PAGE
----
UoPeople's MBA - The Fairness of Group Work

© J. Francois Barnard – January 5, 2022

If you read what universities say about group work, you would see phrases like it being "an effective and powerful way to learn," being "highly relevant to the workplace," being "more efficient and fun," and "enables you to pool your ideas and see problems from different perspectives." But is it true? Do we, as students, really benefit from it?

UoPeople is an online university, and I love the idea of the virtual "rubbing of shoulders" with students worldwide. I am a hard worker, and I can spot like-minded, hard workers in the first discussion forum. Since 2017, I have met wonderful people and still correspond with some today.

A key difference between my BSBA and MBA studies is doing group work, and so far, I have been blessed with being in groups where my peers also worked hard.

Except for this last term.

fairness When I see my group allocation, I look at who my peers are and in which time zones they reside. If possible, I will try to arrange to do the final presentation of the group work for at least one of the courses I do per term. Some of my strong points lie in formatting the document according to APA guidelines, rounding off the text using tools like Grammarly, and checking for plagiarism.

However, if I see another hard worker in the group with me, and I know them from a previous term, I would ask them to lead the group because I am probably leading another course's group work. Usually, it works, but there are times when you can land up in a group where your peers are not able or inclined to take the lead and assemble an excellent final product.

I have noticed that most of my peers welcomed the idea that someone would take the lead and assemble the final product. They would choose which part of the group assignment they like to do and quickly dive into it. Then they can focus on other tasks and not worry about the final product. I do not mind working harder to get the final product out because I want to get the highest possible grade. All I need is for the others to do their best and contribute well-researched work.

For group assignments, all students receive the same grade. Yes, the hard workers and loafers are treated the same - and as long as everyone has contributed something worthwhile, I am fine with it. I can always make adjustments to improve it.

However, when we spot plagiarism, we reject it. We cannot tolerate cheating and will not jeopardise the grading of the group work. A few weeks ago, a peer refused to redo her part of the assignment, even though we pointed out that she plagiarised more than 50% of it. We had to omit all of her work, and I worked into the wee hours of the morning to research it and fill in the gap she left.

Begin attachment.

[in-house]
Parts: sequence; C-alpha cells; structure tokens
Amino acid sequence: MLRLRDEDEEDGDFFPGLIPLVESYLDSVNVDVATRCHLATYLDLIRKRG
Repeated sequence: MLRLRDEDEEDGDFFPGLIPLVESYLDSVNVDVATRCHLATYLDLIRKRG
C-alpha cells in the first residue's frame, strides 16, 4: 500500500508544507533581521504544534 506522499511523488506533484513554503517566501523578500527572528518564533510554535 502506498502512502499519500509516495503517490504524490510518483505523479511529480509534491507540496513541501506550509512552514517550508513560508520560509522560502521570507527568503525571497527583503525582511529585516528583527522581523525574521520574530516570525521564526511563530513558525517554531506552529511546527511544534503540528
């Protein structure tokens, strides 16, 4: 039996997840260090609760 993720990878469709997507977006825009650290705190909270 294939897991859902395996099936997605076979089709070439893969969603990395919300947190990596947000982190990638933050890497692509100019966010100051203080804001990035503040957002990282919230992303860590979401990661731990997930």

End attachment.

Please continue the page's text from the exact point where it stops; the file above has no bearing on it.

Should she get the same grade as the rest of us? I think not. Yet, she did, and this is where I question the fairness of group work. Do those who plagiarise deserve the same qualification I am working hard to get? If group work allows them to get it, there is a systemic fault and no fairness.

In another course, we submitted individual assignments in Units 1, 3 and 5 and discussed each other's work as a group. We received no feedback from the instructor after each unit, and by Unit 7, we were graded. It counts for 10% of the final grade, and I raked in 7 out of 10, which sounds fine, but it is not. For your MBA, you need an average of 73% to pass, and getting 7/10 means that I failed at 10% of this course. I know I will not fail the course in total, but for me, every percentile counts towards my goal.

Any long-distance runner can complete a marathon, but those who aim for the gold medal at the Olympics work much harder, and for them, every little thing contributing towards that goal is of utmost importance.

If group work means that my instructor judges me by the group's average, then I want no part in group work. Then group work is not reasonably assessed.

In general, I do not think there is fairness in group work. Those who advocate it will write many pages on how you should prepare it and how instructors can influence it to be a positive experience. Reaching those successes in a few short weeks at UoPeople is unreasonable. The volume of work does not allow for easing yourself into a group and building relationships.

You create a WhatsApp group, greet everyone, and spell out the project's scope. Depending on the various time zones of the members in the group, responses can take 12 to 24 hours. Each one claims a piece to do, and one person assembles all the work into one document. Everyone submits before the due date, and you hope for good grades. Once graded, you thank each other and delete the WhatsApp group. You seldom see those people again.

I do not think the above group work prepares me to collaborate with my colleagues at work. There, we have a much deeper context about the scope of each project, and we do it while considering the sustainability of the project and the relationships involved. We never have to cram everything into two or three weeks.

I do not discard group work because any experience can be a good experience. Sometimes you need to experience that which you never want to do again. So, I participate in the group work and do as well as possible, even though there is no fairness to be found.